Gherardi v. Citigroup Global Markets, Inc., 975 F.3d 1232 (11th Cir. (Fla.) 2020). The Eleventh Circuit reversed and remanded a district court decision that determined arbitrators “exceeded their powers” in awarding the plaintiff-employee nearly $4 million for wrongful termination. The employee had initiated arbitration against Citigroup, alleging that his termination had violated an anti-retaliation provision of his employment contract. Citibank countered that the employee was at-will and thus could be terminated for any reason. The Eleventh Circuit held that, because the discharged employee’s wrongful termination claim was “employment-related,” it was validly submitted to arbitrators pursuant to the terms of Citigroup’s arbitration policy specifying that the parties agreed to arbitrate all “employment-related disputes.” Accordingly, the district court erred by substituting its own legal judgment for that of the arbitrators. The Court emphasized that arbitrators do not exceed their authority by making an error, even a serious error. Rather, under the Federal Arbitration Act, 9 U.S.C. § 10(a)(4), the employee’s claim was “assigned by contract” to arbitrators, meaning that the courts had no power to rule on the merits of the underlying claim for wrongful termination, unless there is evidence that the arbitrators strayed from interpretation of the contract between the parties. “In short, if an agreement assigns a dispute to arbitration, the arbitrators do not exceed their authority when they resolve that dispute—regardless of the outcome.” Gherardi reflects a refusal by the Eleventh Circuit to expand Section 10(a)(4)’s “exceeded their powers” basis for vacating an arbitration award, even in situations where enforcement of the Federal Arbitration Act would result in clear legal error.
§ 15.5 Title VII
§ 15.5.1 Burden of Proof / Evidentiary Issues
Joll v. Valparaiso Cmty. Schs., 953 F.3d 923 (7th Cir. 2020). Plaintiff, an accomplished female runner and experienced runner, applied for two assistant coaching positions at Valparaiso High School, one for the girls’ cross-county team and one for the boys’ cross-country team. Plaintiff was not selected for either position and, in both instances, a younger male was hired. Plaintiff filed suit under Title VII and the ADEA. The district court granted summary judgment for the defendant concluding that plaintiff had not offered enough evidence of either form of discrimination to present the case to a jury. However, the Seventh Circuit reversed the district court’s grant of summary judgment in favor of defendants, reasoning that the district court failed to look at the totality of the circumstances. The Seventh Circuit held that a jury could reasonably find that the defendants skewed the rules in favor of the male candidates to the plaintiff’s detriment. The plaintiff had a more difficult time securing an initial interview than her male counterparts, and during her interview, plaintiff was asked if she was capable of committing to her job despite having children, while her male counterparts were asked about their past experiences. The Seventh Circuit found that this was suggestive of a sex stereotype that women should play a more domestic role than men. Also, defendants checked the plaintiff’s references immediately following her interview, rather than wait until after school officials decided to make a hiring recommendation to the school board, as was the defendants’ past practice and as they did with the male applicants. Also, despite receiving positive feedback from most of her references, defendants decided to turn her down based on one line from one reference that mentioned that plaintiff had a “dominant personality,” which the court also found suggestive of a sex stereotype that women should be more subordinate. Furthermore, the court found that the defendants’ stated reasons for hiring for these identical positions were inconsistent with each other, as they emphasized the importance of recent coaching experience for one position while not mentioning such a requirement for the other, instead mentioning that the male candidate was hired for having “rapport with the boys”. The Seventh Circuit remanded the case for trial on the sex discrimination claim.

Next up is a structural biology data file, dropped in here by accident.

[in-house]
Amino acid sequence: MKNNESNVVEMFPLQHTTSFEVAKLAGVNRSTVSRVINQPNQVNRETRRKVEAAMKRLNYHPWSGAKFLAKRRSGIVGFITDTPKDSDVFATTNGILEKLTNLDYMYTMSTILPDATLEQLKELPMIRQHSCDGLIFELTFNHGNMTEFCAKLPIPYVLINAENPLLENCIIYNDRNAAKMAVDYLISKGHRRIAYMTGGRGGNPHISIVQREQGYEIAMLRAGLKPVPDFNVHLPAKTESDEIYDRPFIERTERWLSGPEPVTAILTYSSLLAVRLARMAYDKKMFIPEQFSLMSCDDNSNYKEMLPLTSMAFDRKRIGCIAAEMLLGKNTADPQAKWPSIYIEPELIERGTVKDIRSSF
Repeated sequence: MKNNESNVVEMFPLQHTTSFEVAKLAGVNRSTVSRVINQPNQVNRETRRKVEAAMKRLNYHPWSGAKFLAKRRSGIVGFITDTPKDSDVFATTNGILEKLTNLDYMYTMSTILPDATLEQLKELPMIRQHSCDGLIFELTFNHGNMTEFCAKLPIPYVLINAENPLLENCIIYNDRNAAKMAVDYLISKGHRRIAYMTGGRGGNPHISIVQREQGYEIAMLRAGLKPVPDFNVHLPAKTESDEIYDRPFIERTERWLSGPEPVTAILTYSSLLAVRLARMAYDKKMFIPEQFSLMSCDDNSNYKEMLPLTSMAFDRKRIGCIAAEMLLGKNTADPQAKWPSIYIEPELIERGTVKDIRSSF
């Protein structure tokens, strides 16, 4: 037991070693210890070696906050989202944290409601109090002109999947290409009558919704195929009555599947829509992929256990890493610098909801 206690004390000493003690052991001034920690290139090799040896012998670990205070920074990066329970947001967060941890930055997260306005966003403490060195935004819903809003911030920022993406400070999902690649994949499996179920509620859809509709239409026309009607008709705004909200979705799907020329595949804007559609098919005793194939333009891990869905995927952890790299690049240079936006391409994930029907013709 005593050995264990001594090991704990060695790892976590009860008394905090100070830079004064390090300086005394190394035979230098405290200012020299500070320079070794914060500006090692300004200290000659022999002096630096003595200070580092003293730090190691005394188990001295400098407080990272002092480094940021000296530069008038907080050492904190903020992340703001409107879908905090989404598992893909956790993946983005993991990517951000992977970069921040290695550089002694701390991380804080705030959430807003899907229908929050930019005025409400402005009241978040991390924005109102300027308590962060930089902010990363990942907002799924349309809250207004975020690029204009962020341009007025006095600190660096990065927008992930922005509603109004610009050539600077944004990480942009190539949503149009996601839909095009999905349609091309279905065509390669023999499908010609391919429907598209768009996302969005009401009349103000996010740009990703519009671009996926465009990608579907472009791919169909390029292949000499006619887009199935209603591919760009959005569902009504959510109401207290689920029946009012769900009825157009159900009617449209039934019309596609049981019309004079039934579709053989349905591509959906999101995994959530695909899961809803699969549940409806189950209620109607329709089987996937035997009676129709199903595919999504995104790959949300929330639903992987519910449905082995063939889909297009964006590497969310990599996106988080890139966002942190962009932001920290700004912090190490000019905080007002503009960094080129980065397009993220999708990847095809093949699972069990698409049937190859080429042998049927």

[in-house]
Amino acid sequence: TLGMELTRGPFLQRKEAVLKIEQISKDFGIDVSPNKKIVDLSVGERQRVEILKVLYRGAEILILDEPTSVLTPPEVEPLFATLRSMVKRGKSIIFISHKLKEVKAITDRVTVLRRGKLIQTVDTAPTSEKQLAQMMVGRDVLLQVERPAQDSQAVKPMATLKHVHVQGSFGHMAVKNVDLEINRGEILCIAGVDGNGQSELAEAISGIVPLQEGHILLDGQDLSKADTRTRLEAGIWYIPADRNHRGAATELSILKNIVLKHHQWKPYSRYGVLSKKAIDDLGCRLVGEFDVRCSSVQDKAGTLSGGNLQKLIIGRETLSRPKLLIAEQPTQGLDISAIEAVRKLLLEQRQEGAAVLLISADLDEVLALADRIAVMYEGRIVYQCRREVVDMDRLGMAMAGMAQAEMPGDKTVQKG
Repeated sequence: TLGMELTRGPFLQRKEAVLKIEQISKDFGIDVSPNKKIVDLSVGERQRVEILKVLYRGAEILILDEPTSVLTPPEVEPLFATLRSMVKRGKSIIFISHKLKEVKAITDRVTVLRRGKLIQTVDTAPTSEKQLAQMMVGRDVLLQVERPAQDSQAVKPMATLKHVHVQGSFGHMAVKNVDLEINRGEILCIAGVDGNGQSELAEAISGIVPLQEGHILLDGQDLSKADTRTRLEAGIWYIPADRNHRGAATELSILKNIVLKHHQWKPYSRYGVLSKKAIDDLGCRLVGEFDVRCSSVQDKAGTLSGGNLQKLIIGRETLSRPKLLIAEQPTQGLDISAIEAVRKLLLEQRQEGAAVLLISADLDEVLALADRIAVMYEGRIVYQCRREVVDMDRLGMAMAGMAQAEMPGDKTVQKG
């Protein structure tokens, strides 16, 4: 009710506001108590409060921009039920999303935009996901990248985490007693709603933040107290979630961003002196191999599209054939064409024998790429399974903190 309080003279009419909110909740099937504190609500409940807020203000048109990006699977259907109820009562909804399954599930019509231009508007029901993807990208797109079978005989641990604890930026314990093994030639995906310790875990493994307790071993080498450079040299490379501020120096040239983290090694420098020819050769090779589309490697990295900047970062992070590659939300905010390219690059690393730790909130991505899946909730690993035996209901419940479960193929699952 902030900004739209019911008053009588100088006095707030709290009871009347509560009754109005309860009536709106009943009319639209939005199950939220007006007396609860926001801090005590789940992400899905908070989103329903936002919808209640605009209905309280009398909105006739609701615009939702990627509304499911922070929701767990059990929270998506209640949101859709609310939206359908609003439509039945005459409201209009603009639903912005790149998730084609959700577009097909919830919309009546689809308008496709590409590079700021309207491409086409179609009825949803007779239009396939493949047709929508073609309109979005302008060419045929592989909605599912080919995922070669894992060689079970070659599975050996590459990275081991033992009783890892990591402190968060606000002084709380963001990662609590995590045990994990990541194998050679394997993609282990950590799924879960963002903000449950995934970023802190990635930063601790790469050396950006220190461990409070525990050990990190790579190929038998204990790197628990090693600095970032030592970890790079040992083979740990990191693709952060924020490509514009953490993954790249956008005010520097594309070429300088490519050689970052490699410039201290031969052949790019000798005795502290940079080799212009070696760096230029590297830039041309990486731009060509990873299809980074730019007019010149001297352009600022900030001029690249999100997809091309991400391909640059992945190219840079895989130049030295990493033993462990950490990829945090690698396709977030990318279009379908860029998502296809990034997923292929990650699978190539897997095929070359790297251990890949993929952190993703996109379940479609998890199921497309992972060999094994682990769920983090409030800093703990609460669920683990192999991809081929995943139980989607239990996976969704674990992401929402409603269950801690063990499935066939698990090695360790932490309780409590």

Gibson v. Concrete Equip. Co., 960 F.3d 1057 (8th Cir. 2020). Plaintiff brought a sexual harassment claim, among others, against Defendant employer. The Eighth Circuit affirmed a district court grant of summary judgment in favor of Defendant on Plaintiff’s sexual harassment claim, finding that she failed to establish a prima facie case. The Court found that Plaintiff failed to establish that the harassment affected a term, condition, or privilege of Plaintiff’s employment. Specifically, the Court held that Plaintiff’s claim failed because she was unable to demonstrate that she subjectively perceived the alleged harassment as abusive. In support of this conclusion, the Court noted that Plaintiff had stated, in a letter to an individual investigating her post-termination complaint, that she loved working at the company, that her coworkers were akin to brothers and uncles that she had never had, and that she was rarely offended by her coworkers’ conduct. Furthermore, the Court cited evidence that Plaintiff engaged in behavior similar to that which she claimed was unwelcome or offensive on multiple occasions, “demonstrate[ing] that the behavior of the accused employees was not unwelcome.”